Cuba is not known to be directly involved in any humanitarian mine clearance activities but it contributes to victim assistance through Cuban doctors working in mine-affected countries in Central America, Africa and Asia. In 1997 Cuba informed the United Nations of its willingness to participate in international humanitarian mine clearing operations and to assist landmine victims.[23] In 1998 Canada proposed a joint mine clearance program in Angola and Mozambique using Cuban expertise and Canadian funding, but the program was never initiated.[24]

Landmine Casualties and Survivor Assistance

The last known mine casualties in Cuba occurred in 2001. On 16 April 2001, a youth was killed when he reportedly stepped on a mine at Guantánamo in an attempt to reach the Naval Base and his two colleagues were injured.[25] On 5 June 2001, a youth from Santiago, reportedly in the Cuban military, lost both his legs when he stepped on a mine in Guantánamo.[26]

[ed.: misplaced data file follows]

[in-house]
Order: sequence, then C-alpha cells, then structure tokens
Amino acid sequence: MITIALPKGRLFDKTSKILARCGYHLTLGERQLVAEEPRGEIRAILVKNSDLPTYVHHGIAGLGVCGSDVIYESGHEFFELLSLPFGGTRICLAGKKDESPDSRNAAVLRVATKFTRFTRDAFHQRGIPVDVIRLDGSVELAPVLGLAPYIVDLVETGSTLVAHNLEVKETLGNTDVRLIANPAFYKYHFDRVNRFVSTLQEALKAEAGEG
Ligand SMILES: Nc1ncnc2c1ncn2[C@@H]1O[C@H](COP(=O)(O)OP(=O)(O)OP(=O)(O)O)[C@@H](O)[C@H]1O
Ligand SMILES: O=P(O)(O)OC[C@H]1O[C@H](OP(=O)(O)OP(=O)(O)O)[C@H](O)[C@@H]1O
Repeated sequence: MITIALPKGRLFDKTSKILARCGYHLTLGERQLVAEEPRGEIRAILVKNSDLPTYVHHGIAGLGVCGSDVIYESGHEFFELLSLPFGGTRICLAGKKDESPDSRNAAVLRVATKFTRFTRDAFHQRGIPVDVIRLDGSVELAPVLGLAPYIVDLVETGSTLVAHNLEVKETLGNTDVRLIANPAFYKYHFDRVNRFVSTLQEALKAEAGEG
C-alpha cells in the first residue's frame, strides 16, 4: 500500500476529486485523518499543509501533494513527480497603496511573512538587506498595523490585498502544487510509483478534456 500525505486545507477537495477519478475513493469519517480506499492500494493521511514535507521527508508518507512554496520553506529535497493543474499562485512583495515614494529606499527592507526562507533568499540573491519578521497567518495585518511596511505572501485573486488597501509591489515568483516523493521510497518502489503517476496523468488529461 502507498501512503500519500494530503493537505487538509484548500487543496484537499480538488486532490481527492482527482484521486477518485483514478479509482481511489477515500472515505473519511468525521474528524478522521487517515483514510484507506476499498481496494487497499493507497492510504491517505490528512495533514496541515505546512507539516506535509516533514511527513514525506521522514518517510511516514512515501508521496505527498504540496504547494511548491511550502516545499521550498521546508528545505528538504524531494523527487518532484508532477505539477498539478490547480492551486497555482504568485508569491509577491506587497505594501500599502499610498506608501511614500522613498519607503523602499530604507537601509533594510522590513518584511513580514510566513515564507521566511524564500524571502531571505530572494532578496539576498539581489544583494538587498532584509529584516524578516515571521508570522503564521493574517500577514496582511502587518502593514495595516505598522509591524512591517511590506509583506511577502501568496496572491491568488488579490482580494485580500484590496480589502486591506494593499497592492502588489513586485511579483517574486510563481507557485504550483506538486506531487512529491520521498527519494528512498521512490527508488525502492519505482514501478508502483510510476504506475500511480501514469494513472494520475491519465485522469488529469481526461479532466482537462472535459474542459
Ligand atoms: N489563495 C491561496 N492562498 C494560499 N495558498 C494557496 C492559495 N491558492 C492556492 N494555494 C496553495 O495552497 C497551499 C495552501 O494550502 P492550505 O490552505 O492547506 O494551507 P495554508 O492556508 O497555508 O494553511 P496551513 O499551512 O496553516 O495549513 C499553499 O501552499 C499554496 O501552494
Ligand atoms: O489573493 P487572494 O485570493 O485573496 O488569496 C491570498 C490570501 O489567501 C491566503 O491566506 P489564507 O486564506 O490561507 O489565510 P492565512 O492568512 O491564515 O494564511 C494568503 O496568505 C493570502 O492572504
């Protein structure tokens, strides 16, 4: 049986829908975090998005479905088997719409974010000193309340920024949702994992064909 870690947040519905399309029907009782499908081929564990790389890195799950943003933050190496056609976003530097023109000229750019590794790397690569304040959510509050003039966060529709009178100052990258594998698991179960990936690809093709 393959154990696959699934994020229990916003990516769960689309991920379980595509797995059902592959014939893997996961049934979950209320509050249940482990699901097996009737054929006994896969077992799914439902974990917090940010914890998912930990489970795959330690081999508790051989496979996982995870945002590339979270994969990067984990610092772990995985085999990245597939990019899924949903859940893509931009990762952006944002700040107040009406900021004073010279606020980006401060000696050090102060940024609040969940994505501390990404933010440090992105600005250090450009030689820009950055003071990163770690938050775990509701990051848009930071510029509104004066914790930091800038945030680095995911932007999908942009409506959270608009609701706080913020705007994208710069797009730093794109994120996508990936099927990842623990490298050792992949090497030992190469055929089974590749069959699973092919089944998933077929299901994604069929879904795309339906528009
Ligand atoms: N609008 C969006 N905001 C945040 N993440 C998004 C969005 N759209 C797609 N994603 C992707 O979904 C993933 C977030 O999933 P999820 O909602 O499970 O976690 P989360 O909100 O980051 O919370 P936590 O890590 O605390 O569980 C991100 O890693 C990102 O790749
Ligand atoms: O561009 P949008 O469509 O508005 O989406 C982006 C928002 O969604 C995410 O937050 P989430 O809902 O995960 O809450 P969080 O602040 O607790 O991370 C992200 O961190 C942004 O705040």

Between 1961 and 1990, at least 23 people were killed in Guantánamo Bay minefields, including 18 US servicemen (thirteen Marines assigned to maintain the minefields and five sailors who entered by mistake in 1964) and five Cuban asylum seekers.[27]

It is possible that Cuban soldiers participating in past conflicts overseas have been killed or maimed by antipersonnel mines, but no information is available.

Representatives of the Cuban Association of Physically Disabled Persons (ACLIFIM), a membership group of 50,000 people that provides a support network for people with disabilities, told ICBL in September 2001 that they had not encountered Cuban civilians with disabilities as a result of landmines.[28]

While there is no specific program to deal with Cuban landmine survivors, Cuba has a free and universal healthcare system described in detail in the June 2000 statement to Landmine Monitor. Cuban law prohibits discrimination based on disability.[29]